外博词典,懂英语单词快速记忆法的在线英语词典

hand

小学初中CET4考研IELTSGRE

[hænd] [hænd]

n.手;协助,帮助;(工具等的)把,柄;掌管

vt.传递,交给;搀扶;支持

常用短语

  1. hand on

    转交,传递下去

  2. by hand

    adv. 用手

  3. on hand

    在手边,在场,即将发生

  4. 更多词组短语 »

场景例句

  1. His hand met hers.

    他的手碰到她的手。

    《牛津词典》

  2. I took him by the hand.

    我拉着他的手。

    《牛津词典》

  3. He took my hand in his.

    他握住我的手。

    《牛津词典》

  4. 更多双语例句 »

近义词

反义词

    词根: -hand-
  1. hand [hænd] n. 手;协助,帮助;(工具等的)把,柄;掌管 vt. 传递,交给;搀扶;支持

    hand: -hand-手 → 把,柄 → 动词传递

  2. handle [ˈhændl] v. (用手)触摸;以手(或前臂)触球;操纵(车辆);(车辆)按特定方式作出反应;处理;对付(某人或某事);有办法应付;经营;接受(或经营)赃物;泰然承受;(车辆容易或难以)驾驶;运送(货物) n. (门的)把手;柄;(织物等的)手感;(非正式)(人或地方的)称呼;(非正式)赌注总额

    handle: -hand-手 + -le 工具格后缀 → 把手,手柄 → 引申义操纵,处理

  3. panhandle [ˈpænˌhændl] n. 锅柄,狭长的土地 v. 行乞,讨钱

    panhandle: pan 平底锅 + handle 手柄 → 锅的手柄 → 握着锅的手柄行乞 → 引申词义行乞,讨钱

  4. handsome [ˈhænsəm] adj. 英俊的,健美的;美观的;大方的;数量大的

    handsome: -hand-手 + -some 形容词后缀 → 手边的,方便的 → 引申大方的,数量大的 → 后用于形容男子潇洒的,英俊的

  5. handcuff [ˈhændˌkʌf] n. 手铐;思想上的桎梏 vt. 给…戴上手铐;限制

    handcuff: hand 手 + cuff 手铐 → 引申词义思想上的桎梏

单词家谱

鼠标或手指放在单词上看含义,点击单词看详细信息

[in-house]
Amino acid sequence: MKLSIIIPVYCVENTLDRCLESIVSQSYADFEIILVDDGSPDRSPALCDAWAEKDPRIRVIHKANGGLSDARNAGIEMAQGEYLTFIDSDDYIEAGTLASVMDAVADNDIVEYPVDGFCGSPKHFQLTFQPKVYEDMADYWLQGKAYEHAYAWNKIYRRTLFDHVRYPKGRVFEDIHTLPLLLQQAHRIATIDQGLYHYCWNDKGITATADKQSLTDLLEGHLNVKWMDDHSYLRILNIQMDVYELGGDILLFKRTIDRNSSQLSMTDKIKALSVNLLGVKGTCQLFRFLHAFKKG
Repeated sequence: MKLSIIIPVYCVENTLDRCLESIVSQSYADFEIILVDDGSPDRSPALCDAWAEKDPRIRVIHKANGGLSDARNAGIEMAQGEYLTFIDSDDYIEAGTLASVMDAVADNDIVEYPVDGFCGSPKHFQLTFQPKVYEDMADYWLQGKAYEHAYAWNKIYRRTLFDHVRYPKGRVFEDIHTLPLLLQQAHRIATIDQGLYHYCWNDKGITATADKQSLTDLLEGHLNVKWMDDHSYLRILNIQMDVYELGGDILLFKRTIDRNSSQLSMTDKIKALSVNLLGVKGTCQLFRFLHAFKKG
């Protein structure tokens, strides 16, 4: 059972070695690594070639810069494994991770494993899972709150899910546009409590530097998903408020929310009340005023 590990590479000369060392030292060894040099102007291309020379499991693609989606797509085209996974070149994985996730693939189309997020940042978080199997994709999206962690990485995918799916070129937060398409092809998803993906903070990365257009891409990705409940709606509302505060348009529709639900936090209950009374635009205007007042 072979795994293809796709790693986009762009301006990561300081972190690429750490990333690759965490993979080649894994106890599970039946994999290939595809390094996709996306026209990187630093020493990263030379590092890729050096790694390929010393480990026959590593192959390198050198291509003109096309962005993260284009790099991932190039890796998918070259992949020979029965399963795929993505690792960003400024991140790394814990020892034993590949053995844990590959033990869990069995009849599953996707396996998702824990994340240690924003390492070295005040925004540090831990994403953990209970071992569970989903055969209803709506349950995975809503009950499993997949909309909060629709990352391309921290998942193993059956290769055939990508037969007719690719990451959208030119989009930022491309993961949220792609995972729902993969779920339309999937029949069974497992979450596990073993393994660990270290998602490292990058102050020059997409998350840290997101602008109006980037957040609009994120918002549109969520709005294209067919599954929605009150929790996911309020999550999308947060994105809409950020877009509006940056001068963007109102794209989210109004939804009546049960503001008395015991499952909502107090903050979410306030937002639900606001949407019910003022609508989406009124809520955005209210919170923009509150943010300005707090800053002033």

banana 香蕉

多数辞书认为,意为“香蕉”的banana 一词源于某一非洲语言,西班牙语和葡萄牙话首先使用,而后被吸收到英语中来。但有的辞书,如The Facts on File Enyclopedia of Word and Phrase Origins却认为,它出自意为“手指”的阿拉伯语单词banana,而一串香蕉(a hand of bananas)也确实有点像一排张开的手指。

多数辞书认为,意为“香蕉”的banana 一词源于某一非洲语言,西班牙语和葡萄牙话首先使用,而后被吸收到英语中来。但有的辞书,如The Facts on File Enyclopedia of Word and Phrase Origins却认为,它出自意为“手指”的阿拉伯语单词banana,而一串香蕉(a hand of bananas)也确实有点像一排张开的手指。

bare 赤裸的

【词源解释】:来自古英语bær(裸露的)

bare和naked的区别:bare表示局部的裸露,naked表示全裸。因此bare可以用于bare-footed(赤脚的)、bare-headed(光头的)、bare-handed(赤手空拳的)、bare-necked(露出脖子的)。

【衍生词】:barely(仅仅、勉强)

beforehand 事先,预先

词根词缀:before前 + hand手

candy (糖果):古印度人制造的块状蔗糖

在古代欧洲,人们利用蜂蜜来制造糖果。最先是在罗马周围的地区出现了糖衣杏仁这种糖果。制造者用蜂蜜将一个杏仁裹起来,放在太阳底下晒干,就可以得到糖衣杏仁。而在亚洲,人们通过蔗糖来制造糖果。甘蔗(sugarcane)原本是南亚和东南亚地区独有的农作物。人们将甘蔗榨出的汁液中提炼蔗糖(sugar)。印度人很早就掌握了从利用甘蔗制造蔗糖的工艺。波斯人从印度学会了种植甘蔗、制造蔗糖的技术,并流传至阿拉伯,再通过阿拉伯人传播至欧洲。英语单词candy一词就反映了这种技术的传播途径。它的源头是印度的梵语khanda,意思是“块状蔗糖”,是蔗糖制成品之一,即我们中国人常说的“冰糖”。从该词演变出波斯语qand、阿拉伯语qandi、法语candi和英语单词candy。在英国英语中,candy仍然指用冰糖制成的糖果,而在美国英语中,candy可以表示任何糖果。

另外,sugar(蔗糖)一词来源自印度的梵语sharkara,经波斯语、阿拉伯语和拉丁语后传入英语的。